This evening will be the second reading, the public hearing, on CM Eric Crafton's bill before the Metro Nashville Council to make English the official language of our government business.
I'm still fully in favor of this bill. I have always been. But my recent reading of a book by Bruce Bawer called "While Europe Slept" solidified my thinking. I would hope that between the heated rhetoric councilmen will hear this evening and the 3rd and final reading every councilman will take time to read this man's testimony of what he has seen occur in Europe. Mr. Bawer left the US with his partner to what he 'knew' would be an freer, enlightened, more tolerant Europe that would allow them to live in peace. What he found instead was a Europe that shockingly, did not match those expectations. The governments there bent over backwards to be accepting, accommodating and "welcoming" to use Mr. Cunza's term and what they got was a fragmented citizenry that turns a blind eye toward the reality of the seething resentment just below the surface and occasionally boils over in dangerous ways and denies, publicly, that there is any problem at all . Instead of finding a free, open and diverse society he discovered discrimination, ghettoizing and violence. Mr. Bawer's book pleads with the US to be smarter and learn the lessons that Europe can teach us.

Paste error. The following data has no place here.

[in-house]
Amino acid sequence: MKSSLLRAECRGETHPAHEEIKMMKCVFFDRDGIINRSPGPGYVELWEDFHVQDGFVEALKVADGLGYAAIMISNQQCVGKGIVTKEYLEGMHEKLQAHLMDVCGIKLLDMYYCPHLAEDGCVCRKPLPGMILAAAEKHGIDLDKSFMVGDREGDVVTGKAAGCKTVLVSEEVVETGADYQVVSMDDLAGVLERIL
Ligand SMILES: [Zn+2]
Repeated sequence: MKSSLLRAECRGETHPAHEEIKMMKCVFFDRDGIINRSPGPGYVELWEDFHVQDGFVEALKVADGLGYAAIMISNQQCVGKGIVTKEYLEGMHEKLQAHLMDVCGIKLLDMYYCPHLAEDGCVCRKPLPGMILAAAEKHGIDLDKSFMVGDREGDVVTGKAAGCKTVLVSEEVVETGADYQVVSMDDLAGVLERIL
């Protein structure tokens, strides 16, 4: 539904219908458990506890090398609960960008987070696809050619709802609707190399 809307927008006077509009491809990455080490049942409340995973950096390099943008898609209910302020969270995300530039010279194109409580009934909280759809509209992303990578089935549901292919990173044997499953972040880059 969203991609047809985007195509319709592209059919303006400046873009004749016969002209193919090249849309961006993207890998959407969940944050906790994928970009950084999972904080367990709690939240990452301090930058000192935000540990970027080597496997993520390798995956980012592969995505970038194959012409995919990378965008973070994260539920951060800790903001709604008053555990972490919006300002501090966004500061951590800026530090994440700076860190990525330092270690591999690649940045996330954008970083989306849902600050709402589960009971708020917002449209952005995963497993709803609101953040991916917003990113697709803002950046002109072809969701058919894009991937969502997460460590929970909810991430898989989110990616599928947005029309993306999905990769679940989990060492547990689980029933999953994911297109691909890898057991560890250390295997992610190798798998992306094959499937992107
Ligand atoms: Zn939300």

One of the strengths of the US is that we have been a melting pot. That means that while we celebrate our heritages we embrace this new one of "from many one"--not the other way around. Language is essential to ensuring that we maintain that unity. There are legitimate practical reasons to have English as the official language and there are essential cultural reasons to do so.
Previous posts on this issue:
Offically English where I point out that in 1984 Tennessee declared English our official language and reminded folks that according to the US Citizenship and Immigration Service legal immigrants must prove proficiency in English. And just this week they have amended the test for citizenship to ensure that these applicants understand our form of government and don't just parrot the right answers. I also ask folks to consider the liability that will occur when we mis-translate something. Keeping our official business in one language is much more cost effective and efficient. Keeping a cadre of linguists on hand will add expense and opportunity for error that could have terrible unintended consequences.
Officially English II included clarifications from CM Crafton about his intent and included a graph of the Tennessean's online poll which showed respondents were 89% in favor of his bill.
This morning's City Paper's online poll is nearly identical:
|Council immigration plan |
Do you support the Metro Council resolutions intended to crack down on illegal immigration?
|This poll is not scientific and reflects the opinions of only those Internet users who have chosen to participate.|
Clearly, the citizens of Nashville (and it's the opinion of citizens that the Metro Council should be most concerned about) want something done about illegal immigration. This English first bill is a small first step.
Officially English III included the wording of CM Crafton's revised bill along with some comments on the first hearing in the Council chambers.